Great post Matt :)

  11. There are so many ramifications to this decision by Spotify, and I personally think it is partly a deliberate decision to lose the free customers in order to free up resources for the paying ones. And I'm pretty sure the record companies and their lawyers are pretty involved in the whole thing.

    I don't use Spotify to hunt out new music. I create playlists of the music I love. But as I'll no longer be able to play tracks more than five times in total, that is that system ruined for me. Looks like I'll be looking back into iTunes instead.

  12. You summed everything that is now wrong with spotify thank-you

  13. I agree. I have also set up a new account just to get the new service free for a few more months, once this runs out i will either make another new account or just keep downloading illegally.

  14. Well said Matt,
    We are described as "free" customers when we are actually "Heavily restricted" cattle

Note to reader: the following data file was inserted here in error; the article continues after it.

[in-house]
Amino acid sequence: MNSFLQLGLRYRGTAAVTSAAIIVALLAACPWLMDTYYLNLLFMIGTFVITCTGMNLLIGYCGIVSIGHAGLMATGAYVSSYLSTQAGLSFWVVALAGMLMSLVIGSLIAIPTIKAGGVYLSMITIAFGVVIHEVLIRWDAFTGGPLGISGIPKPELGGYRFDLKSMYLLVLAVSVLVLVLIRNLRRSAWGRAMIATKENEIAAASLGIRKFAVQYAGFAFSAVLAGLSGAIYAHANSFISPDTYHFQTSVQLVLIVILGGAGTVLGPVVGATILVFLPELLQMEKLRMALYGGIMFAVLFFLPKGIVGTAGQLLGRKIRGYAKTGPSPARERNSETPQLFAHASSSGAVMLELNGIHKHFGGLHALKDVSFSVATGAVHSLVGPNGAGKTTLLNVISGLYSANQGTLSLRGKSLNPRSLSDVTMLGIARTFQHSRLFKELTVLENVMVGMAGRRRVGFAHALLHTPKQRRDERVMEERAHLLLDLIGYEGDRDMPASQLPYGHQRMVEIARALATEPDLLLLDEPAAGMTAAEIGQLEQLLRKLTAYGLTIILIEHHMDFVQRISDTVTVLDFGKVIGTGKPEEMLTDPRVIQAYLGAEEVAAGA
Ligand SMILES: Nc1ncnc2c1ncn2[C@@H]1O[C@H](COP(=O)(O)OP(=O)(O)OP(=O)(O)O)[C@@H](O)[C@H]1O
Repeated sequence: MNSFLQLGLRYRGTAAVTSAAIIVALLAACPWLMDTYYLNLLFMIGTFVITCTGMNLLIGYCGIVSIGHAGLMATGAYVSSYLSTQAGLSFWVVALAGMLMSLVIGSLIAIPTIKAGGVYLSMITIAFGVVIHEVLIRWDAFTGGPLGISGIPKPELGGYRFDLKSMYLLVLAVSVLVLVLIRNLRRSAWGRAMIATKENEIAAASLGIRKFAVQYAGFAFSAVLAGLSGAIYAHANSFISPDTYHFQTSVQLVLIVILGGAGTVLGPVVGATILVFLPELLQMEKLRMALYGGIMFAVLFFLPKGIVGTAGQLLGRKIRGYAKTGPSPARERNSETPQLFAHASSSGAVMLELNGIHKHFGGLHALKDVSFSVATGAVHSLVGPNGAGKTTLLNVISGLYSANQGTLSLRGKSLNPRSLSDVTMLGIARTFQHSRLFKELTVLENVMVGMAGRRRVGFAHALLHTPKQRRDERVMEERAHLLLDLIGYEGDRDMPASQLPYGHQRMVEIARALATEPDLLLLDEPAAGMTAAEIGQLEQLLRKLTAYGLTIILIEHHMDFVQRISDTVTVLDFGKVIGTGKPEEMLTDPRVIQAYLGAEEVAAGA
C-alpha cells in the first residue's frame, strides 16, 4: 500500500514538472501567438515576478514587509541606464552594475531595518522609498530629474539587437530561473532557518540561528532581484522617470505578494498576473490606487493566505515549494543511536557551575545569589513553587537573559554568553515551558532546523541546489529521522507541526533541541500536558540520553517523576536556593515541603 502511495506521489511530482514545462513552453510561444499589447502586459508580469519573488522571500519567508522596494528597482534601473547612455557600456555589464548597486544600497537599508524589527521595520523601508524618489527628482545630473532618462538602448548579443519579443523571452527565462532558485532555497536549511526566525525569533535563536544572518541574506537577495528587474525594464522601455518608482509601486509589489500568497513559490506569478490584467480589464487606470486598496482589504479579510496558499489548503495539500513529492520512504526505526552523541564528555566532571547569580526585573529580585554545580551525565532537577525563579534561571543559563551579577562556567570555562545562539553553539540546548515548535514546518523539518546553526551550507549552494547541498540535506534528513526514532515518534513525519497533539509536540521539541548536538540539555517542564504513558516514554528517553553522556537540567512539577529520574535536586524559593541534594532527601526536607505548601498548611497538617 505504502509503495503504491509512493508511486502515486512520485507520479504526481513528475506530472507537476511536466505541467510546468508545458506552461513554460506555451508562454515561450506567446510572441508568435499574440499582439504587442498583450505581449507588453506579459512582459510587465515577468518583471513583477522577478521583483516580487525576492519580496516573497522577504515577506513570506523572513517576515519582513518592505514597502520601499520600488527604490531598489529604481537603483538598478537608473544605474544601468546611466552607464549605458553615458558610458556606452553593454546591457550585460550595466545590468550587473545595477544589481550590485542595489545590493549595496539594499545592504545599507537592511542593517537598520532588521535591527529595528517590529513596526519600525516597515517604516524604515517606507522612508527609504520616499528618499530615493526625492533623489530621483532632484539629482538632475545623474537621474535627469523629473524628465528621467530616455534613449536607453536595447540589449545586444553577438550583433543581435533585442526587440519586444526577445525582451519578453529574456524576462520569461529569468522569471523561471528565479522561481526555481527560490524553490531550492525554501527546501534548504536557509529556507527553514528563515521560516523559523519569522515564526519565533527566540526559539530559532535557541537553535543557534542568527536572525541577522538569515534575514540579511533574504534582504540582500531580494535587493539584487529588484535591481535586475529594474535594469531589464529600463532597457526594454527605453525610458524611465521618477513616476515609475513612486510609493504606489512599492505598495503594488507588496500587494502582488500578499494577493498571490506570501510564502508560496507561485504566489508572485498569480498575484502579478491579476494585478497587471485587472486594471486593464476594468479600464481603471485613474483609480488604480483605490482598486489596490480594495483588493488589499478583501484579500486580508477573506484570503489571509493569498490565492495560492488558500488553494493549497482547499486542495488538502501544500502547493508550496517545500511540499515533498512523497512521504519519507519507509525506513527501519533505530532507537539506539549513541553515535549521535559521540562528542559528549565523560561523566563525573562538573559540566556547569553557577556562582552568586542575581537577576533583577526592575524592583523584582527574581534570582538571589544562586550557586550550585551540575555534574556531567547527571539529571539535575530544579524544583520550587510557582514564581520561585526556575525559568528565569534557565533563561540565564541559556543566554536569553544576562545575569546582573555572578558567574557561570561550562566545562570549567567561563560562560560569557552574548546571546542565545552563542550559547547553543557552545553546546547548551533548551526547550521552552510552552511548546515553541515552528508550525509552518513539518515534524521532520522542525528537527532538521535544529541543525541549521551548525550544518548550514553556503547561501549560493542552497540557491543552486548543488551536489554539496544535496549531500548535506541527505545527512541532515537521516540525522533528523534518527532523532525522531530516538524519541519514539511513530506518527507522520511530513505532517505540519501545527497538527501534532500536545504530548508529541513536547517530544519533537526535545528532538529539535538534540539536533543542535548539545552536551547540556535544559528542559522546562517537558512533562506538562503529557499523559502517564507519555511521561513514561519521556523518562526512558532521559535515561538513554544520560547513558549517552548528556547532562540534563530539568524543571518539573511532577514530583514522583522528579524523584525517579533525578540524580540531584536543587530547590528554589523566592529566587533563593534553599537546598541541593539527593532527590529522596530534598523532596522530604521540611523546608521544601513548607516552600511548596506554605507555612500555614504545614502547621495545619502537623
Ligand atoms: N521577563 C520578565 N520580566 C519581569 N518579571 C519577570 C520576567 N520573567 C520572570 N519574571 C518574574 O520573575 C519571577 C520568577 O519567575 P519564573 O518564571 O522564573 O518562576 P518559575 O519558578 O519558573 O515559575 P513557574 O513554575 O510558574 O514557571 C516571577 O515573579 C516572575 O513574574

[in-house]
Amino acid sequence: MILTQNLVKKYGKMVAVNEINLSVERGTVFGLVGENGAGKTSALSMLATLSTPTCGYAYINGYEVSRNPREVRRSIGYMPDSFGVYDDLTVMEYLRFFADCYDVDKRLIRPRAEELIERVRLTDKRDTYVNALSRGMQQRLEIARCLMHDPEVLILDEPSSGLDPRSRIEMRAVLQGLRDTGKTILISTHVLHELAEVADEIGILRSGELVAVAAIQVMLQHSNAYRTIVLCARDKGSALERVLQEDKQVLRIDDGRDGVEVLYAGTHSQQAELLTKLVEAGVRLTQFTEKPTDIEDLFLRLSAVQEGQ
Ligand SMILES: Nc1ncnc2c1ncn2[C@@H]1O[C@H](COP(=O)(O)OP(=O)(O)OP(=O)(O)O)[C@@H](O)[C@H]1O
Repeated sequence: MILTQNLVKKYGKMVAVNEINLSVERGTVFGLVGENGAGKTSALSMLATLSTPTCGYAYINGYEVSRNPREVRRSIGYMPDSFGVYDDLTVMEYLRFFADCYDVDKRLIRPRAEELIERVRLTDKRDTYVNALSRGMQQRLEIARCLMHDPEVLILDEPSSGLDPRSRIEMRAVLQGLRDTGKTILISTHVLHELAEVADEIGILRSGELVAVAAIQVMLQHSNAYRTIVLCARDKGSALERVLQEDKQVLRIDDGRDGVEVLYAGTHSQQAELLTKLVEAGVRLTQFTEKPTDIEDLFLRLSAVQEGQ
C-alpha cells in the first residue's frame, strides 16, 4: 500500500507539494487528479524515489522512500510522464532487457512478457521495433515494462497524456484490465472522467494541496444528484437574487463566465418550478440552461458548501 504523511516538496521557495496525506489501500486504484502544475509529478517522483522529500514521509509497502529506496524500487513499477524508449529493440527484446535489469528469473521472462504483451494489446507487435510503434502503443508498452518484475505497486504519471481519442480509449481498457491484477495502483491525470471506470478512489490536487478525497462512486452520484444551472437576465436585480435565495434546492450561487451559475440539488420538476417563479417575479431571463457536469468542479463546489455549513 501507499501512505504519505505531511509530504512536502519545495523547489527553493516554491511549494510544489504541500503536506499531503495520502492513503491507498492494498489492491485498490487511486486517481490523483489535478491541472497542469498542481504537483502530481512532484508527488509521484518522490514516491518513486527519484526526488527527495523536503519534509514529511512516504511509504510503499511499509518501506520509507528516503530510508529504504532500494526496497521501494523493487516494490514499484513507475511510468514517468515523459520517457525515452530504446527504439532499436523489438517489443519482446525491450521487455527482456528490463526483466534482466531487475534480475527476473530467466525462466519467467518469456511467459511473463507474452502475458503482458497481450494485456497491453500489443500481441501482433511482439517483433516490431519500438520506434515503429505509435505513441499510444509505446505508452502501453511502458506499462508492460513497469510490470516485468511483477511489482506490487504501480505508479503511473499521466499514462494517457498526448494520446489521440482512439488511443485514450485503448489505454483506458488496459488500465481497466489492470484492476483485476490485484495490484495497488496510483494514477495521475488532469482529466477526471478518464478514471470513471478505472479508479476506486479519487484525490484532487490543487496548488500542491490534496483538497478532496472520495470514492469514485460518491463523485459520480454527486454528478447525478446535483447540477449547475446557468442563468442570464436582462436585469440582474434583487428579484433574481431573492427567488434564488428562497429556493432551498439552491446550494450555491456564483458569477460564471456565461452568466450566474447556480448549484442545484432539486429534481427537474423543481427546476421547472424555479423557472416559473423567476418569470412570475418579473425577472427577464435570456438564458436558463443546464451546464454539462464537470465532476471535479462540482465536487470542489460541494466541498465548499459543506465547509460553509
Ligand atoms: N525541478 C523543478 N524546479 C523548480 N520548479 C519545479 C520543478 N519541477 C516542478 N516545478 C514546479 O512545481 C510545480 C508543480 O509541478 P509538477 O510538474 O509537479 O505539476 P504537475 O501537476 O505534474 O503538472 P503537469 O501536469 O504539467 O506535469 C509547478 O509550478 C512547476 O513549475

15. Agreed.
    Spotify, you're ruined.

  16. Spotify you've just gone pure greedy

  17. I have been in since the start and upgraded a few months ago. For £5.00 whats that a coffee and muffin at Waterloo, a Big Mac Meal. Its really not much to ask is it for the service. Its like the biggest music library in the world.

    I can even use a UK VPN when I am on holiday outside the UK to listen.

  18. I totally agree with the original article, I`m a Spotify Open user but 5 times... ever?! I can`t live with that. The 10 hours I can, as I only used a couple of hours per month, but the playlists are useless.